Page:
Lack of common cause risks handing Syria to ISIS

Political analyst Fyodor Lukyanov discusses why there is no united front in the struggle against ISIS.

Drawing by Konstantin Maler. Click to enlarge the image

An official representative of the US administration has warned Russia that it risks being isolated if it continues supporting Bashar al-Assad’s regime in Syria. Other western leaders are also concerned, albeit rather vaguely – no one has a clear idea of what should be done in the crisis zone. The two camps fall broadly into those opposed to Russian troops entering the conflict and those who think they might just achieve what hand-wringing and western air strikes have failed to.

If we distance ourselves from the ideological preconceptions that colour all views of Russia, we may understand why there is no united front in the struggle against the Islamic State of Iraq and the Levant (ISIS), even though all agree such an approach is desperately needed.

There are a range of basic discrepancies, either stated or implicit. First, ISIS is seen as a terrorist group, which is why everyone is speaking about an anti-terrorist campaign. This is not the right definition.The problem can be traced back to the beginning of the 2000s when the international fight against terrorism, declared by the Bush administration, stimulated processes that culminated in the current chaos.

Also, even if the world is now confronted by terrorism, ISIS represents a new type and level of terrorism. The Islamists headed by Abu Bakr al-Baghdadi are overrunning and destroying the institutional structure of the Middle East, intent on rebuilding not only the ideological but also the national and political order.

ISIS deserves to be countered by the most serious measures using the most modern arsenal that countries have at their disposal. The West continues viewing ISIS through the prism of familiar concepts of the fight against terrorism, while Russia is inclined to take up measures that are usually characteristic of interstate wars.

Ideas about Syria’s future also do not correspond. The West’s obsession with Assad is related to the question of who will manage Syria after the conflict. Here, the original meaning of the talks on sharing powers with the opposition, the renewal of the Geneva process and so on, come into focus.

Russia supported the Geneva and the Moscow processes, albeit with its own agenda, but now it is convinced that the challenge is much more acute. The problem is what will happen to the Syria that existed before. The country has practically been divided into zones of control (or lack thereof) and it is difficult to imagine the reconstruction of former statehood. Now, the question is: where will it be possible to dig in to stop the advance of ISIS?

It is clear that the issue of power in a reformatted system, whatever it may be called in the future, will arise. No doubt power will have to be shared, but first it is important to understand what exactly will remain.

As for the present, many in Moscow reasonably believe that a coalition in the conditions of a massive external attack is good only when the various forces, having set their differences aside, sincerely unite against a common enemy. That is not the case in Syria. Both the government and the opposition’s level of obstinacy is close to absolute. And to use force to impose co-operation in such a situation (theoretically external players can try to achieve this) means condemning the coalition to immediate failure with a clear result: the enthronement of ISIS in Damascus.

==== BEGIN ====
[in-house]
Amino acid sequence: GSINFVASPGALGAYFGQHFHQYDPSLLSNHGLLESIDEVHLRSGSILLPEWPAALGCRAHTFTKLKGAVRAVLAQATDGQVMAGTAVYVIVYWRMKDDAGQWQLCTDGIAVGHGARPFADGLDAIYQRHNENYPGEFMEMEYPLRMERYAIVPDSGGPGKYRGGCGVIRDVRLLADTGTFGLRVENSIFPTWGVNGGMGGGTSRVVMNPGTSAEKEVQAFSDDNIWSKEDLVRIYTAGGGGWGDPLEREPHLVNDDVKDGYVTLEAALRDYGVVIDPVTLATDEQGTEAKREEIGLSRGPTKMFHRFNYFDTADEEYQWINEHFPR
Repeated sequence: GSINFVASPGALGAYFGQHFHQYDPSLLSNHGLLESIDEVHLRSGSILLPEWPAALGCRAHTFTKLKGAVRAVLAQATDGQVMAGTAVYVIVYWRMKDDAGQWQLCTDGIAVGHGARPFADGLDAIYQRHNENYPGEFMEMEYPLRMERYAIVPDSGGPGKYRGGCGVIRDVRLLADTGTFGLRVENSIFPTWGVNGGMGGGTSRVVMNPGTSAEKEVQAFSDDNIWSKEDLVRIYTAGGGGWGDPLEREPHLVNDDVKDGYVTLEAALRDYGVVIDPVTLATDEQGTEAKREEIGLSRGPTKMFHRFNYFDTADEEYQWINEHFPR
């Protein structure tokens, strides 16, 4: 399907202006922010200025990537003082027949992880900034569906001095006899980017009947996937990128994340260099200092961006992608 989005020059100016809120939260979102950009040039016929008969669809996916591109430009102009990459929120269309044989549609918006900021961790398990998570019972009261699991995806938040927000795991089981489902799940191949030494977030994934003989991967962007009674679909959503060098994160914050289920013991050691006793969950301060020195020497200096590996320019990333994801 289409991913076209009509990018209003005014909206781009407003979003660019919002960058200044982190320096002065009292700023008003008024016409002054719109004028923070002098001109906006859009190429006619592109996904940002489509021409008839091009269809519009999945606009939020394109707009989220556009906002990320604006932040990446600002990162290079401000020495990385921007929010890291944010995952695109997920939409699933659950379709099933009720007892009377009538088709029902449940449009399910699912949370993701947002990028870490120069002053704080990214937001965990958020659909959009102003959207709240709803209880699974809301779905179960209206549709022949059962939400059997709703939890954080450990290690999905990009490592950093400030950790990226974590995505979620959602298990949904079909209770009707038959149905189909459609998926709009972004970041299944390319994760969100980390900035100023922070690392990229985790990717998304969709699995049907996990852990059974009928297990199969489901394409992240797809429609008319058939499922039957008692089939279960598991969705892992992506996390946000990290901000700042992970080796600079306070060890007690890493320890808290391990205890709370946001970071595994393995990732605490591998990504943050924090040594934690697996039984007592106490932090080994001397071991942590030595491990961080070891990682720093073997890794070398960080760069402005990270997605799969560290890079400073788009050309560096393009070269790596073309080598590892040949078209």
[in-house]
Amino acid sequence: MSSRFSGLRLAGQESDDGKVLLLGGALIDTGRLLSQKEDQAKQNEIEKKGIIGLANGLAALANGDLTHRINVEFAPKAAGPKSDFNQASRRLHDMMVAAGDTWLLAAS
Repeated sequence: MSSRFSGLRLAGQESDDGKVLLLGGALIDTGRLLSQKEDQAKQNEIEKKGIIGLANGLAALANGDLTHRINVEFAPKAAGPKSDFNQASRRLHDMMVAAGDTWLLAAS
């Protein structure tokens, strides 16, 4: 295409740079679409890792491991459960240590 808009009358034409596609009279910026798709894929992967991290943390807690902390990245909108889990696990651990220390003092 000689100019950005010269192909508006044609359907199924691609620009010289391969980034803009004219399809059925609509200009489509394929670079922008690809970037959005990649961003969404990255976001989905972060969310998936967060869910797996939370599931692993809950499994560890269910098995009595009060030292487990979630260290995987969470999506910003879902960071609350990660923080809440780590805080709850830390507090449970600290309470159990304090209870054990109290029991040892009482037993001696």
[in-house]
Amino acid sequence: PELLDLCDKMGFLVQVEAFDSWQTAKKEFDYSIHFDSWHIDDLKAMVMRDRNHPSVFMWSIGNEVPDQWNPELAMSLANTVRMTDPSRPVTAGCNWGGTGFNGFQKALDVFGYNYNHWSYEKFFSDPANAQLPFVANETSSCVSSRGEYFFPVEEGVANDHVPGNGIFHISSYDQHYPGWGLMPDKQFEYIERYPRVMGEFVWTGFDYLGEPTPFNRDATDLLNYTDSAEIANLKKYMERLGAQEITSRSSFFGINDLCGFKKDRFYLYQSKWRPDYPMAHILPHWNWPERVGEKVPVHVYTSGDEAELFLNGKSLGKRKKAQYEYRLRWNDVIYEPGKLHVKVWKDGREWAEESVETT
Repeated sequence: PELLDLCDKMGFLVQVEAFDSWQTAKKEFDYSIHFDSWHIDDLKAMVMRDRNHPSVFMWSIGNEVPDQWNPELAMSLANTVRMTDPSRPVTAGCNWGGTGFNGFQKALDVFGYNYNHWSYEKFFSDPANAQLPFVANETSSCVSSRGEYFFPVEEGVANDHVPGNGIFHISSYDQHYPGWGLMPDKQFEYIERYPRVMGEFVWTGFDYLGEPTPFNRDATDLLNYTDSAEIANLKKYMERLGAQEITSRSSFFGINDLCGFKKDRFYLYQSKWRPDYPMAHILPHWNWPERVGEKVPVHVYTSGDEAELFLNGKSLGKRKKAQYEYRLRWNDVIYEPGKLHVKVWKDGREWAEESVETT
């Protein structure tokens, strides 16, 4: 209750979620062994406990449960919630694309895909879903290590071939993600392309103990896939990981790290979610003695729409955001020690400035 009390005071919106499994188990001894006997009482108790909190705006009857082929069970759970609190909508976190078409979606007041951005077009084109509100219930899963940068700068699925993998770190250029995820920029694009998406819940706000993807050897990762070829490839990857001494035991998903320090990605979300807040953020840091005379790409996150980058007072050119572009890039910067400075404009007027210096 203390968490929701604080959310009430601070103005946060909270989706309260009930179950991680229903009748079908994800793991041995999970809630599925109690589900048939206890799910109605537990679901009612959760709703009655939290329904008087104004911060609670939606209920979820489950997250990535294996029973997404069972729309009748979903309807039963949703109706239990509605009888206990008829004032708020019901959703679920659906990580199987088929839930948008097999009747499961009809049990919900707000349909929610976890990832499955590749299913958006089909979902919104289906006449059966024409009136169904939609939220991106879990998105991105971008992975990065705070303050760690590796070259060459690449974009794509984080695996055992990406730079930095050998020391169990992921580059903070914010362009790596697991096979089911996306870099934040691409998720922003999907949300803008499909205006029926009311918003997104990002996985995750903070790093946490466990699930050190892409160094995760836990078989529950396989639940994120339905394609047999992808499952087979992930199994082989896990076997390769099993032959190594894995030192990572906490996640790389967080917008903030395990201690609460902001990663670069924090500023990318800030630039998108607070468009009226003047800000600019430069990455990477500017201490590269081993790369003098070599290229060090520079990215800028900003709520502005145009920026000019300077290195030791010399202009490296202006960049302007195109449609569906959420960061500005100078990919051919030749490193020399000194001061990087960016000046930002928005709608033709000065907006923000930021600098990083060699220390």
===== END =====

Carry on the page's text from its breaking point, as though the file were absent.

So despite the above-mentioned divergences, is it possible for the leading players to reach an agreement on joint actions in Syria? The inflows of refugees to Europe and its complete inability to do anything about it is quickly changing the public’s mood in the Old World. Now the mood is dominated by the opinion that, to stop the situation, Europe should do everything possible and not on its territory.

The American position is dictated by a tangle of various motifs, but in general it is no longer monolithic. Public declarations and real views do not always correspond, while opposition to Moscow is determined not by the desire to remove Assad, but by fears that Russia will strengthen its position in the region. But this is an issue of a rational balance of interests, which is always easier to solve (though still very difficult) in comparison to when the situation concerns ideological preferences.

It is clear that by initiating the anti-ISIS campaign and getting more involved in Middle Eastern intrigues, Russia is taking risks. Besides the threat of material and, more importantly, human losses (which cannot be denied, especially considering the inhumane enemy that will be opposed), there are always doubts related to reaching the objective. There are no guarantees of success, especially in this complex situation where everyone is fighting multiple enemies, and so-called allies are stabbing each other in the back. Russian public opinion must prepare itself for various scenarios.

It should also be recognised that Russia’s decision to participate more actively in the Syrian battle is informed by its past experience. In international politics, it is action and not criticism that is valued above all else.

Although it is action that wins points and elevates status, the opposite may occur. However, without risk there is no “Big Game”.

The author is chairman of the Presidium of the Council on Foreign and Defence Policy.

First published in Russian in Rossiyskaya Gazeta.

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